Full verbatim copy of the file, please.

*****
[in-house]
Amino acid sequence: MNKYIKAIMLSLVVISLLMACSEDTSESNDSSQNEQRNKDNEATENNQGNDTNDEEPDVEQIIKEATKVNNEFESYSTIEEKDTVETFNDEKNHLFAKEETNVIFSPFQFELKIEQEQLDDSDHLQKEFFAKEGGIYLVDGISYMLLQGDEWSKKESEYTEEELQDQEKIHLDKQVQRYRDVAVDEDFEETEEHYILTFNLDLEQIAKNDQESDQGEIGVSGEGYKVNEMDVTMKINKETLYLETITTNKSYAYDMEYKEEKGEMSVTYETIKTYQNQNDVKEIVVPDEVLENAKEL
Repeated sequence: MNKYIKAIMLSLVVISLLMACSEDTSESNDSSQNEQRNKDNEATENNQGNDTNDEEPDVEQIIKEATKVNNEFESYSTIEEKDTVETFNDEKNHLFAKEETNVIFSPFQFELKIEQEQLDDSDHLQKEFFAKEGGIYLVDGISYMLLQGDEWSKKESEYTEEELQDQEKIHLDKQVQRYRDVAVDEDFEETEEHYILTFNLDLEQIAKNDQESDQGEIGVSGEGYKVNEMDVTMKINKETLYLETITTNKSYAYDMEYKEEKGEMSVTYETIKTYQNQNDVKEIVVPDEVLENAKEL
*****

[in-house]
Amino acid sequence: MNKYIKAIMLSLVVISLLMACSEDTSESNDSSQNEQRNKDNEATENNQGNDTNDEEPDVEQIIKEATKVNNEFESYSTIEEKDTVETFNDEKNHLFAKEETNVIFSPFQFELKIEQEQLDDSDHLQKEFFAKEGGIYLVDGISYMLLQGDEWSKKESEYTEEELQDQEKIHLDKQVQRYRDVAVDEDFEETEEHYILTFNLDLEQIAKNDQESDQGEIGVSGEGYKVNEMDVTMKINKETLYLETITTNKSYAYDMEYKEEKGEMSVTYETIKTYQNQNDVKEIVVPDEVLENAKEL
Repeated sequence: MNKYIKAIMLSLVVISLLMACSEDTSESNDSSQNEQRNKDNEATENNQGNDTNDEEPDVEQIIKEATKVNNEFESYSTIEEKDTVETFNDEKNHLFAKEETNVIFSPFQFELKIEQEQLDDSDHLQKEFFAKEGGIYLVDGISYMLLQGDEWSKKESEYTEEELQDQEKIHLDKQVQRYRDVAVDEDFEETEEHYILTFNLDLEQIAKNDQESDQGEIGVSGEGYKVNEMDVTMKINKETLYLETITTNKSYAYDMEYKEEKGEMSVTYETIKTYQNQNDVKEIVVPDEVLENAKEL